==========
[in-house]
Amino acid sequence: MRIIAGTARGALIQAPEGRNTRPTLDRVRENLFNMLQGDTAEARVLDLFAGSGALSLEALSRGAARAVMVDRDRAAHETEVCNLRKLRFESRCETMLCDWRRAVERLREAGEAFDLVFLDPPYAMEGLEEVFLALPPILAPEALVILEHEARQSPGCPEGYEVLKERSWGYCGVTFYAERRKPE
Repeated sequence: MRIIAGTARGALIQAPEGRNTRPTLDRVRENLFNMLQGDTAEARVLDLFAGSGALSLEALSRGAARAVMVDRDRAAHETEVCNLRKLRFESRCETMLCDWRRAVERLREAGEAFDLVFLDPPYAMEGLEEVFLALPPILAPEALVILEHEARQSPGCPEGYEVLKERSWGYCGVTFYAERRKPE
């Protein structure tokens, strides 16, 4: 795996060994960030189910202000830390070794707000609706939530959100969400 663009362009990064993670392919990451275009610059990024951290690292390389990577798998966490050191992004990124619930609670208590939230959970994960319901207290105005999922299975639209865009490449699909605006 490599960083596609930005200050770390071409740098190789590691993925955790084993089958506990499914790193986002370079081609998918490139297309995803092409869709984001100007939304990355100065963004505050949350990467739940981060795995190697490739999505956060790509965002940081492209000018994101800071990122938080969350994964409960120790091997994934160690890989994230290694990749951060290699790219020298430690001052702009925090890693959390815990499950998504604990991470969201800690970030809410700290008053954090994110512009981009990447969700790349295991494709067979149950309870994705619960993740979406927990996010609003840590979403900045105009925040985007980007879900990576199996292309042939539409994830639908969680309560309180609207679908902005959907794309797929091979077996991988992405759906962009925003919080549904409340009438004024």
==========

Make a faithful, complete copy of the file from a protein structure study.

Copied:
[in-house]
Amino acid sequence: MRIIAGTARGALIQAPEGRNTRPTLDRVRENLFNMLQGDTAEARVLDLFAGSGALSLEALSRGAARAVMVDRDRAAHETEVCNLRKLRFESRCETMLCDWRRAVERLREAGEAFDLVFLDPPYAMEGLEEVFLALPPILAPEALVILEHEARQSPGCPEGYEVLKERSWGYCGVTFYAERRKPE
Repeated sequence: MRIIAGTARGALIQAPEGRNTRPTLDRVRENLFNMLQGDTAEARVLDLFAGSGALSLEALSRGAARAVMVDRDRAAHETEVCNLRKLRFESRCETMLCDWRRAVERLREAGEAFDLVFLDPPYAMEGLEEVFLALPPILAPEALVILEHEARQSPGCPEGYEVLKERSWGYCGVTFYAERRKPE
């Protein structure tokens, strides 16, 4: 795996060994960030189910202000830390070794707000609706939530959100969400 663009362009990064993670392919990451275009610059990024951290690292390389990577798998966490050191992004990124619930609670208590939230959970994960319901207290105005999922299975639209865009490449699909605006 490599960083596609930005200050770390071409740098190789590691993925955790084993089958506990499914790193986002370079081609998918490139297309995803092409869709984001100007939304990355100065963004505050949350990467739940981060795995190697490739999505956060790509965002940081492209000018994101800071990122938080969350994964409960120790091997994934160690890989994230290694990749951060290699790219020298430690001052702009925090890693959390815990499950998504604990991470969201800690970030809410700290008053954090994110512009981009990447969700790349295991494709067979149950309870994705619960993740979406927990996010609003840590979403900045105009925040985007980007879900990576199996292309042939539409994830639908969680309560309180609207679908902005959907794309797929091979077996991988992405759906962009925003919080549904409340009438004024």